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Control Issues

Pappy CampersWe’ve officially reached the echo stage at our house. You know, when at least one phrase from every sentence spoken gets repeated by a toddler? While that might get a touch old fairly quickly, it’s nowhere near as bad as hearing the triplets repeat their own words. Incessantly. Which is what’s been happening in the car lately.

All three of them were going nuts this past Saturday. “Show, Daddy, show. Show, Daddy, show. Show, Daddy, show.”

No. They’re not repeating their favorite Ben Roethlisberger pick-up lines. They’re demanding to watch a video in the car while we run our Saturday errands. (Pongo and Perdita. We’re off Elmo.)

At least that demand could be met, which pleased our little associates and quickly restored the peace.
For a little bit.

“Twuck,” said B.

“What’s that, buddy?” I asked.

“Twuck.”

“I don’t see any trucks.”

“Twuck.” This time it was A.

“Twuck, twuck, twuck, twuck” they began chanting in unison, each iteration louder than the previous one.

They wanted to see trucks, which put Lovie and me at the mercy of the truck Gods. Though they’re money on the interstate, they’re shaky at best on windy neighborhood roads. Which is where we were at the time. Which meant we were in for several minutes of “twuck” talk.

At least C isn’t big on trucks. She’s more of a…

“Bus.”

…bus kinda gal.

“Bus,” she said again. “Bus, bus, bus, bus, bus!”

Allow me to breakdown the situation for you. Three toddlers, wanting to see two different things, doing one annoying thing to drive home their point. Lovie and I were frustrated to say the least. Why? Because we weren’t in control of the situation.

From the very first day we brought our little guys home, one thing was clear. If Lovie and I didn’t establish control quickly, it’d be the tail that wagged the dog around our house for eighteen years. So we set a strict schedule for the triplets from day one. We seldom deviate from it. Nap times, feed times, bath times, and bed times are all set in stone. We got started early on the potty, successfully training all three shortly after their second birthday. We always make them clean up after themselves, we hardly ever pick them up and carry them, and we’re not afraid to put them in time out. Please and thank you are a must, as is sir and ma’am.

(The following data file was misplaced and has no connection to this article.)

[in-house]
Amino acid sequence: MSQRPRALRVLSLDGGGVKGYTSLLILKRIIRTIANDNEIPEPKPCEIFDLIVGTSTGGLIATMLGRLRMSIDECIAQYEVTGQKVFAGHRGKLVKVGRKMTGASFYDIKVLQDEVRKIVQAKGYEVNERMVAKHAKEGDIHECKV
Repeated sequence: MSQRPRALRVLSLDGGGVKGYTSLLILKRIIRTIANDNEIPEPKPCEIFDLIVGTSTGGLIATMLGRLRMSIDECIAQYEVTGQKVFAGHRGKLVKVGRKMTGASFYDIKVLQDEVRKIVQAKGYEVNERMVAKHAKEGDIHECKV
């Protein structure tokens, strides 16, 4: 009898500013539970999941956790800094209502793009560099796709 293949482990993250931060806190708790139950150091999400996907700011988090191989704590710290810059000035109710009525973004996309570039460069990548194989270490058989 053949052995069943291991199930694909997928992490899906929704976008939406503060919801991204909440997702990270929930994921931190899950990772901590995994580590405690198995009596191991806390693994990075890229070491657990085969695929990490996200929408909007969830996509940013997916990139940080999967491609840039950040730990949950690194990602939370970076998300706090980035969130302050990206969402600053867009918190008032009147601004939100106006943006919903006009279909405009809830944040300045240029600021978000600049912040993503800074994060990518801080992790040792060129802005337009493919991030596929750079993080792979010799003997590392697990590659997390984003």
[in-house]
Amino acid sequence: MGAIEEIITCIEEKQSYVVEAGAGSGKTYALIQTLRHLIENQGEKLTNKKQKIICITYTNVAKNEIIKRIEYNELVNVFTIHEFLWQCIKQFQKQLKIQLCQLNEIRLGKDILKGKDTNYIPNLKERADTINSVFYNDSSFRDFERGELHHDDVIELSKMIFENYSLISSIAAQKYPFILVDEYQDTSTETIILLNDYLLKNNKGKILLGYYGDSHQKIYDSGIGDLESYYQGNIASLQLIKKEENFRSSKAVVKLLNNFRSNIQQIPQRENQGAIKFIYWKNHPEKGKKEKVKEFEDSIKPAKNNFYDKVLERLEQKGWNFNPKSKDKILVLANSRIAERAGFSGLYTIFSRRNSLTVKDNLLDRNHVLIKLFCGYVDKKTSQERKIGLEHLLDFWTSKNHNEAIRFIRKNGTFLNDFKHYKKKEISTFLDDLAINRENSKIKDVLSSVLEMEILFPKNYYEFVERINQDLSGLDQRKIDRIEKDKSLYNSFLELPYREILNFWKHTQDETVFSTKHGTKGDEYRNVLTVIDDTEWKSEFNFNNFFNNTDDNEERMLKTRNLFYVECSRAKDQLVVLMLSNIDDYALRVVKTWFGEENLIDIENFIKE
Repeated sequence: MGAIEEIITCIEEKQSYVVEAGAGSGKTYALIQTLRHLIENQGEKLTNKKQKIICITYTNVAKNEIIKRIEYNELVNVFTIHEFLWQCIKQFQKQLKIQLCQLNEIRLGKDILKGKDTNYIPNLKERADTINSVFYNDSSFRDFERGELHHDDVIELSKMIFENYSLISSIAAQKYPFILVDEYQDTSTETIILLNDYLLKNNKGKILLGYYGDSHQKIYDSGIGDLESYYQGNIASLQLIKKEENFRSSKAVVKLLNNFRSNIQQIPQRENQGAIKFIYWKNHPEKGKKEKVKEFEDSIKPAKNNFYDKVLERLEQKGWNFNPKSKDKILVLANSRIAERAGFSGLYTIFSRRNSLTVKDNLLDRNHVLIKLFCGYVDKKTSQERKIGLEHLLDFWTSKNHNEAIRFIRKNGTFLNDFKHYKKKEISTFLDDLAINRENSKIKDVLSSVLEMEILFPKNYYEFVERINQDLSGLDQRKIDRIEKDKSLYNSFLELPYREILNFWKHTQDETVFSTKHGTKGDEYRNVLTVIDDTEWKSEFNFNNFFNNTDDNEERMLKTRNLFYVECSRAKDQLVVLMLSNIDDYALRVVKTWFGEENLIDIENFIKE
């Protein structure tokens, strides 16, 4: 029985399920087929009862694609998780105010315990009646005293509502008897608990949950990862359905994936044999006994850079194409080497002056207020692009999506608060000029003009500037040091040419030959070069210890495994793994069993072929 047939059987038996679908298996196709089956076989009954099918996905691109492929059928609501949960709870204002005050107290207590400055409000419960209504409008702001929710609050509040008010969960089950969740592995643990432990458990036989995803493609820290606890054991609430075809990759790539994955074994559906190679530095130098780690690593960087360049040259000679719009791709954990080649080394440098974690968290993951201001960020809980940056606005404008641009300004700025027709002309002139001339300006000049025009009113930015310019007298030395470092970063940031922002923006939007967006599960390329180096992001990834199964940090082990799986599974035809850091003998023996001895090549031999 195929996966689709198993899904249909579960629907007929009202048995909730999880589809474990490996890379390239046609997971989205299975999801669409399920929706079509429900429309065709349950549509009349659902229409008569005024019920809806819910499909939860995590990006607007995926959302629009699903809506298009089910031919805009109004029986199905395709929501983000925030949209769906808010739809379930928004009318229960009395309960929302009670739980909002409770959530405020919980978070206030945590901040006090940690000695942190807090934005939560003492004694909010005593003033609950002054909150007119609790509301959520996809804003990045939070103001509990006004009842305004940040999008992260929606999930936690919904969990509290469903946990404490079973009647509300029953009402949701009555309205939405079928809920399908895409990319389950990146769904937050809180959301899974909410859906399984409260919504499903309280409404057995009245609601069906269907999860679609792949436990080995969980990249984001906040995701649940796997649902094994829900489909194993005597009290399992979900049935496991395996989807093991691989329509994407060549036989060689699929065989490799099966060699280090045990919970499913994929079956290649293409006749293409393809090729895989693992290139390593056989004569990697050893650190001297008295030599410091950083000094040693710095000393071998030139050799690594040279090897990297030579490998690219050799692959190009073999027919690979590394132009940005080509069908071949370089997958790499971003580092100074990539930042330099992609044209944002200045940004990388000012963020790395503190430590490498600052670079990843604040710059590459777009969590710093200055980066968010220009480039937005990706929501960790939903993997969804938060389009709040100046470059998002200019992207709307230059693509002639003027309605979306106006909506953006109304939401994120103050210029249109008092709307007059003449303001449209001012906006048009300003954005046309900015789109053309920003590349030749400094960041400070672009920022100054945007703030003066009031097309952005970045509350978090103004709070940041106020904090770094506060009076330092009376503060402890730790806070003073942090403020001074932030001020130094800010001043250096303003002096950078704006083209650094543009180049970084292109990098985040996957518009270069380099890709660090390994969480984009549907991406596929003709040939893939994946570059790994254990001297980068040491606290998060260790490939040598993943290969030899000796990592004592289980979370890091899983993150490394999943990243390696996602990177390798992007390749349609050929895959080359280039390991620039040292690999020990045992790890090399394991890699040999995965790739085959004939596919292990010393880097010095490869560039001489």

Old shool? Maybe. Instill-respectful-order school? You bet.

We’re pretty damn strict. And people can say whatever they want about it, but unless we want our family life to resemble a methodically moving train wreck riddled with endless fussing and distracting drama, we have to put the hammer down. And we like our end result. Because of our philosophy, the trips are down by seven each night, allowing us to spend some quality time with Pookie at the end of our day without the presence of an echo. And Pookie needs that. Come to think of it, her parents need that, too! And we get it, so long as we have control of the situation.

Which is what made our Saturday drive all the more difficult. We had no control of the situation. Not only could we not physically stop A, B, and C from their chanting, we also couldn’t magically make buses and trucks appear while driving down Northshore to Kroger. So their simultaneous, bi-gender, vehicular-related meltdowns were difficult to endure.

Twuck, twuck, twuck, twuck, twuck.

Bus bus. Bus bus.

Twuck, twuck, twuck, twuck, twuck.

Bus bus. Bus bus.

After about ten minutes? Let’s just say we were over all of the twuckin’ bussy-ness. If Lovie and I could have produced a gaggle of eighteen-wheelers, each pulling a trailer of buses, we would have done so in a New York minute. Because we needed to get control of the situation, and that was impossible because…well…

Because our triplets were trying to do the same thing. That is, they, too, wanted control of the situation. So it was a battle of wills. We wanted order. They wanted trucks and buses. In this instance, neither side won.

And we’re okay with that. If we keep it up, we’ll win our fair share. And if we win our fair share, I have a feeling that the triplets and Pookie will be winners, too.

Author: John Cave Osborne

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